WEST TRENTON — The Delaware River Basin Commission (DRBC) ended its drought watch in effect since Nov. 23, 2016.

“Due to recent precipitation and snow melt, combined storage in three large upper basin reservoirs has achieved and sustained a sufficient level for five consecutive days to result in automatic termination of the basinwide drought watch,” said DRBC Executive Director Steve Tambini last week.

“Although upper basin reservoir storage has rebounded in recent weeks, other indicators such as groundwater levels, stream flows, precipitation, soil moisture, and local reservoir storage have not all recovered,” said Tambini. “As a result, various state-issued drought watches and warnings based on those indicators remain in effect across most of the basin.”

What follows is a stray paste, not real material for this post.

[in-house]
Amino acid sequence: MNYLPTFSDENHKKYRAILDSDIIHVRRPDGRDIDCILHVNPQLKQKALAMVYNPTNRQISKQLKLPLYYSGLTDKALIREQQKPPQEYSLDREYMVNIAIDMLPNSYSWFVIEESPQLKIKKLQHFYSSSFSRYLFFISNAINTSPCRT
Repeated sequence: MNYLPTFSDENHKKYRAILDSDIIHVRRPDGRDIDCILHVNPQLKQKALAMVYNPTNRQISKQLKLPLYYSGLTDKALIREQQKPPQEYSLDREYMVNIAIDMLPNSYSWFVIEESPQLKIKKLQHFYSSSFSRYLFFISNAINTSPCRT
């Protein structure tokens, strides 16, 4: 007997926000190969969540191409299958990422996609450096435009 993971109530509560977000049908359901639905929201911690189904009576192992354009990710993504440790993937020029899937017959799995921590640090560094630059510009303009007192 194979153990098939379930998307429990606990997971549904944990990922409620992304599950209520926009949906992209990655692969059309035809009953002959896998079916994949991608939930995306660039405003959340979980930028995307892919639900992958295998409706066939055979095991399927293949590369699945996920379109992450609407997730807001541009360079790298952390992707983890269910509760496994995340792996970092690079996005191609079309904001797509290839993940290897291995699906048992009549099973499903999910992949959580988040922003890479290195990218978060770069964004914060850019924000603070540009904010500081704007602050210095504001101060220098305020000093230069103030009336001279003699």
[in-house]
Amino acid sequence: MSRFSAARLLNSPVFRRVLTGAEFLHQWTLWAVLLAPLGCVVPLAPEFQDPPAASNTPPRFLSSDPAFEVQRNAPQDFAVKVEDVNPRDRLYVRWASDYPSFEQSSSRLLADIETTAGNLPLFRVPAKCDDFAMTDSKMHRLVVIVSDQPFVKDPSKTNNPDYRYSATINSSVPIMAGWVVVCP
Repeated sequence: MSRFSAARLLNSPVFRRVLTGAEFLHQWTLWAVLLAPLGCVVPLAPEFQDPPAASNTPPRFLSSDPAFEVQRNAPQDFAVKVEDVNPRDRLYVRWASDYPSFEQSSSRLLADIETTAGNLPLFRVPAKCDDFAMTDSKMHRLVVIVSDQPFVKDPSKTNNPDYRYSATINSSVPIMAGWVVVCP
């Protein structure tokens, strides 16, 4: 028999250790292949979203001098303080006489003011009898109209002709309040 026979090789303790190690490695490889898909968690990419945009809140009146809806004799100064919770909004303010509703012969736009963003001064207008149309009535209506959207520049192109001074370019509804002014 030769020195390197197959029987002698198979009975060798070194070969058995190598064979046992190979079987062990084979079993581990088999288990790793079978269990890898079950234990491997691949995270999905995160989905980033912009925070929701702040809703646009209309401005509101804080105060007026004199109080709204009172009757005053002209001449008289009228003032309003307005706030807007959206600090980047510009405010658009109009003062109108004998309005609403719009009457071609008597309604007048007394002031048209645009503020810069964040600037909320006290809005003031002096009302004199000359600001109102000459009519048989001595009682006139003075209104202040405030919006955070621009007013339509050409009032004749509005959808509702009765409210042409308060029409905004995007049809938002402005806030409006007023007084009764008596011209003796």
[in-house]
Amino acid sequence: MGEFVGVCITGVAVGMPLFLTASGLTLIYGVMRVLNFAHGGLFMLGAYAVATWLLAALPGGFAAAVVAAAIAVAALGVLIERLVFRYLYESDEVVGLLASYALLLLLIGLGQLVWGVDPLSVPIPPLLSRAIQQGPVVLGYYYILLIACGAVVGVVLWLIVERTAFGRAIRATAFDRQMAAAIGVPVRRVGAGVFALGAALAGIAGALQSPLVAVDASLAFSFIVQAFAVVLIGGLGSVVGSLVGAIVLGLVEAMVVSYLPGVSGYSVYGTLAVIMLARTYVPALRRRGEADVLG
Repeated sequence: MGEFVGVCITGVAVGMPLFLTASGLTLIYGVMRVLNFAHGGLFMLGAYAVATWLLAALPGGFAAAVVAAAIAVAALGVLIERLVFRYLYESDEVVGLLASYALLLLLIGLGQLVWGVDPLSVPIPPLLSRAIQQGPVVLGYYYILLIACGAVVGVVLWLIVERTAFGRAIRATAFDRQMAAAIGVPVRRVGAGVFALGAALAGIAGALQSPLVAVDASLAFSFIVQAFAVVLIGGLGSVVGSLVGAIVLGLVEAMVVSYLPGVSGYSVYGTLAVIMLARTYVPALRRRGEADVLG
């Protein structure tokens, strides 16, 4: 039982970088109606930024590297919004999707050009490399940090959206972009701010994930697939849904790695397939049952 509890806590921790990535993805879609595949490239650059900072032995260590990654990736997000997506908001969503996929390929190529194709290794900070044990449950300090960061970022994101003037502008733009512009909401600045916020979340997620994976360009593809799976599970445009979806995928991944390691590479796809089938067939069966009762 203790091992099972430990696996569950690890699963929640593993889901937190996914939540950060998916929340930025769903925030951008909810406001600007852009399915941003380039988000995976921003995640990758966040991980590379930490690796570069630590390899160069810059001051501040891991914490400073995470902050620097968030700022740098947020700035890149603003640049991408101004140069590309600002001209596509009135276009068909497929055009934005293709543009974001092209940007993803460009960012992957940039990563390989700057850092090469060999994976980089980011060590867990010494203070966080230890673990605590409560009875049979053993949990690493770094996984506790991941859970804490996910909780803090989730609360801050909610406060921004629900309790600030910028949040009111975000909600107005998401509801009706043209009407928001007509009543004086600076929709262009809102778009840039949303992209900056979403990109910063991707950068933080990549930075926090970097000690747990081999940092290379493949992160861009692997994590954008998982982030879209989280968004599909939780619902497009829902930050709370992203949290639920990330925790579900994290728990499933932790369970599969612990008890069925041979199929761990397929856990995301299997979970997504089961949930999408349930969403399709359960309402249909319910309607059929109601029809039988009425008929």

The upper basin reservoirs that determine drought stages are located in the Catskill Mountains at the headwaters of the Delaware River in New York State. These three New York City reservoirs provide about half of the city’s water supply and support a minimum flow target in the Delaware River at Montague, N.J. established by the U.S. Supreme Court Decree of 1954. Storage, releases, diversions, and flow targets in the DRBC drought management plan are determined in advance and must have the unanimous concurrence of the parties to the decree, which include the four basin states and New York City.

Combined storage in the three upper basin reservoirs had been as low as 39.3 percent of capacity in late Nov. 2016. The reservoirs are currently at about 58 percent of capacity, which is approximately 70 billion gallons below normal for this time of the year.

By transitioning out of the drought watch stage, out-of-basin diversions to New York City and portions of New Jersey established by the decree will return to normal levels. In addition, the Delaware River flow objective at Montague and a second flow objective at Trenton, N.J. will also return to the normal targets.